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New to BTG - Michelle


Chelle C
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Hi I am a newbie to BTG so have not got a clue what I am doing. my name is Michelle I had my SAH on 8th June 2014 my partner found me unconscious at home I was taken to hospital where they nearly discharged me with a migraine this was no migraine my head had exploded they decided to do a scan and that was it I was eventually transferred to the R.V.I in Newcastle and I had coiling done on the 9th I had one aneurysm that had ruptured and they found a second one that had not they coiled them both the treatment I received was fantastic

 

I left hospital 11 days later as the SAH had effected my left side I was in a wheelchair for a while then I got onto two crutches then on august 4th I fell and smashed my right wrist which had to be pinned and plated so I ended up with one crutch I am now walking without that I have a constant headache dizziness and my short term memory is affected which is frustrating and I keep losing words which is annoying so 2014 was not the best year of my life but I have survived and I think someone was looking out for me that day       

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Hello Michelle

 

Welcome to BTG- how did you find the site?

 

Just take some time to see what is happening on here and you will come across many posts that will help you as you come to terms with your recovery.

 

Do you have plenty people around you for help?

 

Take care and be prepared to give yourself plenty recovery time.

 

You will get loads of help from the members of BTG in the days ahead.

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Thanks for that I was given a list when I left hospital with all kinds of different information places to visit it is only the last few weeks that I have felt like looking for a support base and I chose this one because there is always lots of advice available here I do have people around me but it can be difficult at times trying to get them to understand how I feel especially on really bad days I have pushed myself at times and suffered for it as they told me when I was leaving hospital listen to your body and I am learning to do that it is the headaches and dizziness that really bother me and the fear that it could happen again

 

I hate being at home alone because my SAH happened when I was alone so I now have a care connect device which is connected to our county council its like a personal alarm so if I do feel ill I can press a button and I can tell them I need help it has given me a little peace of mind I am sure things will get easier as time goes on as they told me at the hospital there is no quick fix my bleed was massive they do not know how I survived but I did and I have to be grateful for that.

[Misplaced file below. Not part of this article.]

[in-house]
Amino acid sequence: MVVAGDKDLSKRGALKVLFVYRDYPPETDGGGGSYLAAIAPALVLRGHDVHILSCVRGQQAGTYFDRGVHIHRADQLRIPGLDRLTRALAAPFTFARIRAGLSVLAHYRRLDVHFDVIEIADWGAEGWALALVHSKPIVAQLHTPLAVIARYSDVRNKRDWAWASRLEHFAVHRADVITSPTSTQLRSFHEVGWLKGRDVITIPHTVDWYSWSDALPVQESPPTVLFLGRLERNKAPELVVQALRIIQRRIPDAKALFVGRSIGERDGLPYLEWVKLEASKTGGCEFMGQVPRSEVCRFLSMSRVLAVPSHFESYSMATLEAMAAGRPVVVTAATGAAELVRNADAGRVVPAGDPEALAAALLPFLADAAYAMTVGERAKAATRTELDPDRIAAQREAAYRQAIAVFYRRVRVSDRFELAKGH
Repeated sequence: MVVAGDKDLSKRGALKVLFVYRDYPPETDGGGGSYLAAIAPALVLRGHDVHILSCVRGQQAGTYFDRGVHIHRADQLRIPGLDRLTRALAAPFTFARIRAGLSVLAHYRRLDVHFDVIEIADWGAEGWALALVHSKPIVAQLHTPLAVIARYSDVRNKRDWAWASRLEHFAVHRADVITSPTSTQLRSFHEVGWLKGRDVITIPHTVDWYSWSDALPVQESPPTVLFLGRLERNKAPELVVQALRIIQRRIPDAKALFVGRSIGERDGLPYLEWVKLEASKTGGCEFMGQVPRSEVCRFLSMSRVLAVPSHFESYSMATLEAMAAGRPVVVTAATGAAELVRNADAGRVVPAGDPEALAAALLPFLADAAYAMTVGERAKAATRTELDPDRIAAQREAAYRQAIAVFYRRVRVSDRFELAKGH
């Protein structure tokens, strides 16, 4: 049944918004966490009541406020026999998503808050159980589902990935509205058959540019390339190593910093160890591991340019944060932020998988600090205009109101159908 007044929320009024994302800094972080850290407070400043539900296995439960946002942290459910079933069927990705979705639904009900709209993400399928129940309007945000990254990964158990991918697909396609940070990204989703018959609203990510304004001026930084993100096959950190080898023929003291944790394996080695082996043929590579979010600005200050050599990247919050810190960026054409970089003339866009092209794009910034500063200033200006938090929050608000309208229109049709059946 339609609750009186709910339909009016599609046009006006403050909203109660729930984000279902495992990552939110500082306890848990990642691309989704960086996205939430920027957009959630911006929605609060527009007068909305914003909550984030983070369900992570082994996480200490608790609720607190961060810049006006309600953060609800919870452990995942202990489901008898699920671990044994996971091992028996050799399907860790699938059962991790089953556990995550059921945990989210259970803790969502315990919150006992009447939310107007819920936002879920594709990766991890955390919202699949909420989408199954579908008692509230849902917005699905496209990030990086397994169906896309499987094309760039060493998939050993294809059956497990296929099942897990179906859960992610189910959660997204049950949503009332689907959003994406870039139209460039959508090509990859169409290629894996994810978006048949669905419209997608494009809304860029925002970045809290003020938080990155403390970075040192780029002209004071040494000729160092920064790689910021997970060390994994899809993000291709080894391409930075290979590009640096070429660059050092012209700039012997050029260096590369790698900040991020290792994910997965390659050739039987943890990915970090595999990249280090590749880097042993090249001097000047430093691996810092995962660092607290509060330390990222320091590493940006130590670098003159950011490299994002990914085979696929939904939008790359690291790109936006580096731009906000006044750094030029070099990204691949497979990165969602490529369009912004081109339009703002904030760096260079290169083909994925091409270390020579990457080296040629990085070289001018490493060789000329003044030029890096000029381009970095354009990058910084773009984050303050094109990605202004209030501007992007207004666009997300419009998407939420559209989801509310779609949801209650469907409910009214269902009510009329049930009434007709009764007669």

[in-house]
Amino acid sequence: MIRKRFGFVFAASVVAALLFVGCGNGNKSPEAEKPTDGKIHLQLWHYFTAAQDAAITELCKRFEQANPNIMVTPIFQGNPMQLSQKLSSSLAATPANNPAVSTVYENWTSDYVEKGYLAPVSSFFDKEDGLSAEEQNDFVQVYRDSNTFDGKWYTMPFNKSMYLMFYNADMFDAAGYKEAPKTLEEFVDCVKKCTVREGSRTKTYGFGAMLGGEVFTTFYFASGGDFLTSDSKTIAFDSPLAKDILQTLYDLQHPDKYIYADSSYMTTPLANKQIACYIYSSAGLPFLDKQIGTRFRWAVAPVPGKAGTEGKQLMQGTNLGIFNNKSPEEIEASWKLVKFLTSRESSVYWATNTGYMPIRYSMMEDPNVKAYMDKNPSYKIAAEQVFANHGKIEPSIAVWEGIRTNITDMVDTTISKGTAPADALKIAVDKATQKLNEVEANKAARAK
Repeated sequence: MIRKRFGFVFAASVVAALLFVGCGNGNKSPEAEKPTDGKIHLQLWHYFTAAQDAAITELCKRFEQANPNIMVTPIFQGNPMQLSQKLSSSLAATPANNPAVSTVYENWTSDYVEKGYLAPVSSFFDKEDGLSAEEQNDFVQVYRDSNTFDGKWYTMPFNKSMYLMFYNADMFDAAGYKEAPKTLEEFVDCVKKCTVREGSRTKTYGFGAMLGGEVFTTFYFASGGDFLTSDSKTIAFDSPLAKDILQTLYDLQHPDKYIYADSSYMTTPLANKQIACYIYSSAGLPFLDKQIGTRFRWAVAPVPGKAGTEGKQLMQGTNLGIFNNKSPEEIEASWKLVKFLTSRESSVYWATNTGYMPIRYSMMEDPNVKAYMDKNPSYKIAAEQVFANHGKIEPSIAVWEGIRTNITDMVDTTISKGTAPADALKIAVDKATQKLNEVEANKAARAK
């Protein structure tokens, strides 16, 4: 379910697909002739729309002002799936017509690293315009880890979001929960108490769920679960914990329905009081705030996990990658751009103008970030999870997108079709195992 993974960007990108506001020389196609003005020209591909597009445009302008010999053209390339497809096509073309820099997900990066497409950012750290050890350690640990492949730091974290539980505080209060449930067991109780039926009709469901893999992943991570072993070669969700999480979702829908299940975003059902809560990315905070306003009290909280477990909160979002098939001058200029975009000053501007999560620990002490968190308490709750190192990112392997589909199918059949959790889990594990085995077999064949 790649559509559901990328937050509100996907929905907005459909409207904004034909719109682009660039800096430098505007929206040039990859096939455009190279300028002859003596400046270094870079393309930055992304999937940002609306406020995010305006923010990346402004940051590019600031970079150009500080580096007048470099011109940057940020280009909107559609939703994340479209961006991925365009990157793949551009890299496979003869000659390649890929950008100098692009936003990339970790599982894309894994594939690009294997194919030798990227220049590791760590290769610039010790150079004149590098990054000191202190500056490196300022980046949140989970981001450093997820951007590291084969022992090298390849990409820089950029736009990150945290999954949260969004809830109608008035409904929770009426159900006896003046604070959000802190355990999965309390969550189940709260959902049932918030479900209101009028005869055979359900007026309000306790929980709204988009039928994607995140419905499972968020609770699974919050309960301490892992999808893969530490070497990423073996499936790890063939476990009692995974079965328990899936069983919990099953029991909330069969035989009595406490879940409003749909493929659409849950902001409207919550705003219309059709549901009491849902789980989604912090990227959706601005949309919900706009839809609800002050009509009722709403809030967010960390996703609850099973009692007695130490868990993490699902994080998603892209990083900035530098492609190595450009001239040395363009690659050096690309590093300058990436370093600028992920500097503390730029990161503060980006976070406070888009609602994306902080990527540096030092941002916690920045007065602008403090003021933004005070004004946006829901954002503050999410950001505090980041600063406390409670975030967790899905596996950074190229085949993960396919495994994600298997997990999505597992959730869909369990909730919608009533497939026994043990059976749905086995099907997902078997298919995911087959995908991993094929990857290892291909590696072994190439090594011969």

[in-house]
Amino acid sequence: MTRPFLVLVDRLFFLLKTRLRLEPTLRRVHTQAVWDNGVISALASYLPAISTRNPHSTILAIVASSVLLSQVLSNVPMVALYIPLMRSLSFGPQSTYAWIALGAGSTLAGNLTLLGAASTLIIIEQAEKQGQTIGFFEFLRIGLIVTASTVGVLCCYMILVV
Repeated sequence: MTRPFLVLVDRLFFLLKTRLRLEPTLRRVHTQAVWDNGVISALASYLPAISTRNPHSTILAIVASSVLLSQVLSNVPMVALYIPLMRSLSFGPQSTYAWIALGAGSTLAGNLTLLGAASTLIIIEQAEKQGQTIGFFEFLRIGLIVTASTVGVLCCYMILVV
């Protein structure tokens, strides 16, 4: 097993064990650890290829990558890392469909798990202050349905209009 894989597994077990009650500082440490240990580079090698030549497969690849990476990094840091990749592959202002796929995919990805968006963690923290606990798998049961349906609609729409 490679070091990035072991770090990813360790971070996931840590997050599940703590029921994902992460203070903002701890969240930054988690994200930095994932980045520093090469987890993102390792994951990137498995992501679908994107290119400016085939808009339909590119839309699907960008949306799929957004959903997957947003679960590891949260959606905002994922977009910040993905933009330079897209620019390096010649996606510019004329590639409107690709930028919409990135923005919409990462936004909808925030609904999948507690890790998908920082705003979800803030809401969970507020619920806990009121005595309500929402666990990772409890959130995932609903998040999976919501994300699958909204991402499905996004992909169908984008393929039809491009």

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Hi Michelle,

 

When I first came on here I remember typing "I get dizzy when I go to stand" the replies came back from BTG.

 

Sit first then take it slow legs  down,  now stand and so on.  What I am trying to say is after SAH you move at a slower pace.

 

We cannot just jump up like we used to but it will get better.  You are not alone been there felt scared but I am here to tell you baby steps first xx   I was told this when I came on here.

 

Wish you well and welcome to BTG

 

WinB143 xx 

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Hi Michelle,

 

Firstly, a very big welcome to BTG.

 

I had my SAH four and a half years ago.  You go through all the emotions eg, What was that? Why me?  Bewilderment, how do I recover and get over this?  Can I work again? Will I make a full recovery? What about my memory?  I think at some stage we've all asked these questions and more.

 

The answers are all different because this condition affects us differently due to differing degrees of severity, our ages, the type of treatment we get and how quickly we get it, our levels of fitness and the like.

 

The brain is a very complex organ yet all survivors have levels of resilience that continue to baffle and amaze me.  If we can't do things we did before we find a different way to do it and are creative in our thinking.

 

Human spirit endures in remarkable ways.  I look on it this way.  Several things have happened to you that you wish hadn't happened. However, it has happened and you can't turn back time.

 

What you can do, though is to seek out the new opportunities that his episode has afforded you.  Perhaps you will meet new people, seek different employment, decide to travel, find different hobbies.  It is a chance to find the new you.

 

It is inevitable that you will look back from time to time and have your down moments, but don't dwell on them.. Look with positivity at what is in front of you.  People are, I find, much more accepting of that.

 

Some will look at you and think there is nothing wrong with you because they can't see anything visible.  That is most irritating at times, but to get over that you must continue to communicate and explain, not to the point of boring them, but to the point of them knowing and understanding you!

 

My short term memory was affected, it has improved over time but it still isn't perfect.  I make more notes now and I go over them.  I keep a diary and notes in my mobile telephone.  I don't even think about it now, it's second nature.  You will find the path to recovery that is right for you, and we are always here to provide support if you need it.  Keep posting and have a good look around the site. 

 

Best wishes once again,

 

Macca

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Hi Michelle, just wanted to say hello and welcome to BTG.  I'm sure you will find this support group very beneficial as you continue with your recovery.  

 

I think Macca has given a great response, covering many good points.  I'm fortunate in that I don't suffer headaches or dizziness, but many survivors do which I imagine is very debilitating.  

 

I hope the rest of 2015 is a year of improvement for you.

 

Best wishes,

Sarah

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Hi there, warm welcome to the site, glad that you found us..